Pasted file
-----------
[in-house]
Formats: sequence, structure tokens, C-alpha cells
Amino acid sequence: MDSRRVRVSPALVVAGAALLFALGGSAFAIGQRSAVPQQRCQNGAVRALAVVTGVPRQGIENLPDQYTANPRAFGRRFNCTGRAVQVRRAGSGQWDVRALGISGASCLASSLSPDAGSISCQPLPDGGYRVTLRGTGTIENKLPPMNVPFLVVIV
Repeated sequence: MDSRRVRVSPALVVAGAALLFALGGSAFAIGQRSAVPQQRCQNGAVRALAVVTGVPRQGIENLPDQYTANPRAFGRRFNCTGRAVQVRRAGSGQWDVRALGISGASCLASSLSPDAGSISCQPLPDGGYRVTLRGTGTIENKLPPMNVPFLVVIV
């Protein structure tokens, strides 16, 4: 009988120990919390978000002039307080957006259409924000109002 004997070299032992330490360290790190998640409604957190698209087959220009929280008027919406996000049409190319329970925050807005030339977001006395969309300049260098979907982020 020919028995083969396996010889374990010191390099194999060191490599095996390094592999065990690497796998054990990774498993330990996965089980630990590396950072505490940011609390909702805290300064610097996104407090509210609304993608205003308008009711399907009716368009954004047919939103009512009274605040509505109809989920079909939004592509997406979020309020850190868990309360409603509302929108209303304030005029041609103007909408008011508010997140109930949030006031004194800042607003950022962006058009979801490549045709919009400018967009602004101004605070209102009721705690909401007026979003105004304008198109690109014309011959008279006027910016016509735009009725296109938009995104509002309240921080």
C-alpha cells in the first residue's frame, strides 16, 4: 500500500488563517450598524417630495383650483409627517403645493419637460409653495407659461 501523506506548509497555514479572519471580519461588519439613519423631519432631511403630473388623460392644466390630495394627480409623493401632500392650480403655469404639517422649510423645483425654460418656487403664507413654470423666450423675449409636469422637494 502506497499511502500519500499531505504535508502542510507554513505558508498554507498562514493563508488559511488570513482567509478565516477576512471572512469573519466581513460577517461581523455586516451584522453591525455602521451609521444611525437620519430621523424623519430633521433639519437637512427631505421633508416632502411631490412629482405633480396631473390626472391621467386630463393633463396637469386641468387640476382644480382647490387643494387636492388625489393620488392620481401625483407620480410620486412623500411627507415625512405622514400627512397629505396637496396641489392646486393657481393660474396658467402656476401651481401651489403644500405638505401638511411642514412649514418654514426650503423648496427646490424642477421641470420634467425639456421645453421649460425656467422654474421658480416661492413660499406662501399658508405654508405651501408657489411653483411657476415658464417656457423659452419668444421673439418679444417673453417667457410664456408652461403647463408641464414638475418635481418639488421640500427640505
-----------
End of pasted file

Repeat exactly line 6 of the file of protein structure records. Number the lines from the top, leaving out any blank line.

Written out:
C-alpha cells in the first residue's frame, strides 16, 4: 500500500488563517450598524417630495383650483409627517403645493419637460409653495407659461 501523506506548509497555514479572519471580519461588519439613519423631519432631511403630473388623460392644466390630495394627480409623493401632500392650480403655469404639517422649510423645483425654460418656487403664507413654470423666450423675449409636469422637494 502506497499511502500519500499531505504535508502542510507554513505558508498554507498562514493563508488559511488570513482567509478565516477576512471572512469573519466581513460577517461581523455586516451584522453591525455602521451609521444611525437620519430621523424623519430633521433639519437637512427631505421633508416632502411631490412629482405633480396631473390626472391621467386630463393633463396637469386641468387640476382644480382647490387643494387636492388625489393620488392620481401625483407620480410620486412623500411627507415625512405622514400627512397629505396637496396641489392646486393657481393660474396658467402656476401651481401651489403644500405638505401638511411642514412649514418654514426650503423648496427646490424642477421641470420634467425639456421645453421649460425656467422654474421658480416661492413660499406662501399658508405654508405651501408657489411653483411657476415658464417656457423659452419668444421673439418679444417673453417667457410664456408652461403647463408641464414638475418635481418639488421640500427640505